Yo soy La Lay

adventures in family, faith, and Down syndrome

A No Laughing Matter

on August 19, 2015

Have you missed us??

We are back – and tonight, bringing an important public service announcement.

Let’s start with this: I laugh loudly, and a lot.  It’s genetic, really.

It’s unfortunate that with her extra chromosomal material, Tessa didn’t pick up that loud laugh… It would be built-in therapy.

We’ve brought this up before, how Tessa bursts into tears at the sound of adult laughter.  It’s been on my mind recently because we have a family trip to Kentucky coming up and like I said, the laughing loud thing?  It’s genetic.

It’s kind of a troubling issue you see, because we are all laughers and boy, does a crying child dampen the mood.

Now that I have tripled my commute time each day, I have lots of time to think.  Nothing particularly earth shattering has come out of this deep thought, believe me.  Mostly I just wrestle with whether I should stop to quench my undying sweet tooth after a long day at work (hellooooo Oreo Coolata).  But I digress.  I’ve actually been thinking some about the laughing.  I’m not Tessa’s therapist, but I know my girl, and I want to share some ways that you, dear family and friends, can help us help Tessa.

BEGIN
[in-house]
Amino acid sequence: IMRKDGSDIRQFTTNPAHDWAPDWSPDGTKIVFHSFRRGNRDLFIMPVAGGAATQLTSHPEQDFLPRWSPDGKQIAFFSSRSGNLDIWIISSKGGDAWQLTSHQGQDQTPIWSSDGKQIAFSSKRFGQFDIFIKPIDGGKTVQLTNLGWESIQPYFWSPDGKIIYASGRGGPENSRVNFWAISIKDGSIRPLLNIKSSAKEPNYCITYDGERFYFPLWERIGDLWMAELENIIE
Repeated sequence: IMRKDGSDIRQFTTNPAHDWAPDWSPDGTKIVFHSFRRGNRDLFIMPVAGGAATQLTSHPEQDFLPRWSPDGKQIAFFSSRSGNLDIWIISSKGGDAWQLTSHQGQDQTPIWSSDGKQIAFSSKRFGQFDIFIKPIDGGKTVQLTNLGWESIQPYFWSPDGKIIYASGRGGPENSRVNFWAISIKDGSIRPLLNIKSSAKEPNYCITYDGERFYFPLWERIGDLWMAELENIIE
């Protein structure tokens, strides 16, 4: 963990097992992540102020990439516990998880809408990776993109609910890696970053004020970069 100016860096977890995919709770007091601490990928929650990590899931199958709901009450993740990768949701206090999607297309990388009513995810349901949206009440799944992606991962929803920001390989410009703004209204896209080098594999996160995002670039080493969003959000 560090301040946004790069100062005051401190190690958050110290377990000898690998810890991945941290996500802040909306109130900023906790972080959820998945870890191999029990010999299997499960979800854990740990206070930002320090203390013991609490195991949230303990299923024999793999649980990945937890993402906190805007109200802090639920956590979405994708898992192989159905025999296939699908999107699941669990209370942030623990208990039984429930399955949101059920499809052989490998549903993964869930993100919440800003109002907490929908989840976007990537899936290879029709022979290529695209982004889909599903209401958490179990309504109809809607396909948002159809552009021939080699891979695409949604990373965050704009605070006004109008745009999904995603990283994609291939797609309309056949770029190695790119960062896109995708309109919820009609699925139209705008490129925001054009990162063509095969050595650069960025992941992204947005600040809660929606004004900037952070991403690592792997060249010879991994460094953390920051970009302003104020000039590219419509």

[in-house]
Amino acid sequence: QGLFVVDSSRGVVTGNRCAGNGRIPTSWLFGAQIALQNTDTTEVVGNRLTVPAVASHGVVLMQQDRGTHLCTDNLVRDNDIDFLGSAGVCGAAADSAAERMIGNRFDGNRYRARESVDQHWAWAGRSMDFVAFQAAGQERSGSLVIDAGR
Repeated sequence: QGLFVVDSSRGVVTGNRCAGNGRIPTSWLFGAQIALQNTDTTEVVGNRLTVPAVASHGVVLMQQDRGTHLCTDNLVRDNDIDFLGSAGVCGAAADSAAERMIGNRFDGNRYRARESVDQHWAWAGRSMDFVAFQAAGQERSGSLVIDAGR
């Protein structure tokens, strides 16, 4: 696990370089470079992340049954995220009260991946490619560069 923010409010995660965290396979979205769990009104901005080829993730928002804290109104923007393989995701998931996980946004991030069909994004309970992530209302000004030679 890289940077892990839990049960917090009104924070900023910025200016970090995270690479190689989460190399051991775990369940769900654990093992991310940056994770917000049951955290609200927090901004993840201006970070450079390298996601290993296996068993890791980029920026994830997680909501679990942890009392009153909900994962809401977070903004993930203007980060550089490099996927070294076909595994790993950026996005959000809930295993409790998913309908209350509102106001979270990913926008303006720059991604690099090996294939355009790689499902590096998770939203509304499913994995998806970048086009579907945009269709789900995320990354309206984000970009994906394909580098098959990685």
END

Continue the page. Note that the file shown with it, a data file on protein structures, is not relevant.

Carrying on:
1. Tessa is learning to live in a world where there are adults who laugh and screaming toddlers and the whole gamut of unsettling noises.  Do not censor yourself.  We need her to learn to deal with her emotions.  She will, in time.  The last thing anyone wants is to see all the fun go down the toilet!

Remember this?  

2.  It really helps if, after you laugh, you avoid eye contact. You may think I’m crazy, but how many time have you seen a kid fall down and not actually cry until an adult gives that ‘look’?

3.  Never, ever (EVER) feel bad about her crying when you laugh. It’s not you, it’s her. And that’s ok. It’s ok for her to have this issue and it’s ok for you to laugh. And to be honest, when you feel bad, we feel bad and uncomfortable and it just makes everything feel a lot worse than it needs to. So even if you do feel bad, just pretend that you don’t.

4. Did I mention the “no eye contact” thing?  It seems to help with #3.

5. Know that as her parents, John and I have got this.  Sometimes people like to help by making suggestions, or trying to problem solve, or commiserating, but it can be exhausting.  Between her therapists and our support groups, we’ve got the tools that we need to help her process.  We need time, and we need people to know that if she needs a break, trust us, we’re on it. 

So, to recap, your job is to laugh.  Please, please, laugh.  We’ve got this.

Maybe these will bring some chuckles?




One response to “A No Laughing Matter

  1. Judy Lay says:

    Hahahaha! Okay. I will just pretend for now and continue to hahahaha! I know you two are on the case!

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